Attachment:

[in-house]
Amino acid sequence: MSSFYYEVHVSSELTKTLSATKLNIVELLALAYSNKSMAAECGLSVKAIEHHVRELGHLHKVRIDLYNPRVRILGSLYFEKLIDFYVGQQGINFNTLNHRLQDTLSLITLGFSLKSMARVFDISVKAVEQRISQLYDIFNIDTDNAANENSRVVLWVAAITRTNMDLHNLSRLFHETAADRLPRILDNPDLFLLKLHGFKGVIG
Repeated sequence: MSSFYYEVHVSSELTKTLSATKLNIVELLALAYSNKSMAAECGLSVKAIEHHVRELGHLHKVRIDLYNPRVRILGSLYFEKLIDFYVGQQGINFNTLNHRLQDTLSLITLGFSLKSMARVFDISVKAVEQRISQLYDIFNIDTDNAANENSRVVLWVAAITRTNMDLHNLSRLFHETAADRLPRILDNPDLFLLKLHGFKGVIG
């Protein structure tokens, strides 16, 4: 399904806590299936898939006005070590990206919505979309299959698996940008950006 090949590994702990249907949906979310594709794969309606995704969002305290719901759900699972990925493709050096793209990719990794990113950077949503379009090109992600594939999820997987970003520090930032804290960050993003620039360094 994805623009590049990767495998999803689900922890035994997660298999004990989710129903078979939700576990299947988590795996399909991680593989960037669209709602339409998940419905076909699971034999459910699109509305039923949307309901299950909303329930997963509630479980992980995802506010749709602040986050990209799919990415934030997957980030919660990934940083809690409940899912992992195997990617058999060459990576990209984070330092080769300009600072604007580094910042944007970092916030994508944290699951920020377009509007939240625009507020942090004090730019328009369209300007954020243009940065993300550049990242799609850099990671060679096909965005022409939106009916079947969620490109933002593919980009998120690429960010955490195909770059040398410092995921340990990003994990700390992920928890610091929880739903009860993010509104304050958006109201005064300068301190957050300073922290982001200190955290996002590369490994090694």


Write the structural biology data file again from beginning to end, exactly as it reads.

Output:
[in-house]
Amino acid sequence: MSSFYYEVHVSSELTKTLSATKLNIVELLALAYSNKSMAAECGLSVKAIEHHVRELGHLHKVRIDLYNPRVRILGSLYFEKLIDFYVGQQGINFNTLNHRLQDTLSLITLGFSLKSMARVFDISVKAVEQRISQLYDIFNIDTDNAANENSRVVLWVAAITRTNMDLHNLSRLFHETAADRLPRILDNPDLFLLKLHGFKGVIG
Repeated sequence: MSSFYYEVHVSSELTKTLSATKLNIVELLALAYSNKSMAAECGLSVKAIEHHVRELGHLHKVRIDLYNPRVRILGSLYFEKLIDFYVGQQGINFNTLNHRLQDTLSLITLGFSLKSMARVFDISVKAVEQRISQLYDIFNIDTDNAANENSRVVLWVAAITRTNMDLHNLSRLFHETAADRLPRILDNPDLFLLKLHGFKGVIG
């Protein structure tokens, strides 16, 4: 399904806590299936898939006005070590990206919505979309299959698996940008950006 090949590994702990249907949906979310594709794969309606995704969002305290719901759900699972990925493709050096793209990719990794990113950077949503379009090109992600594939999820997987970003520090930032804290960050993003620039360094 994805623009590049990767495998999803689900922890035994997660298999004990989710129903078979939700576990299947988590795996399909991680593989960037669209709602339409998940419905076909699971034999459910699109509305039923949307309901299950909303329930997963509630479980992980995802506010749709602040986050990209799919990415934030997957980030919660990934940083809690409940899912992992195997990617058999060459990576990209984070330092080769300009600072604007580094910042944007970092916030994508944290699951920020377009509007939240625009507020942090004090730019328009369209300007954020243009940065993300550049990242799609850099990671060679096909965005022409939106009916079947969620490109933002593919980009998120690429960010955490195909770059040398410092995921340990990003994990700390992920928890610091929880739903009860993010509104304050958006109201005064300068301190957050300073922290982001200190955290996002590369490994090694």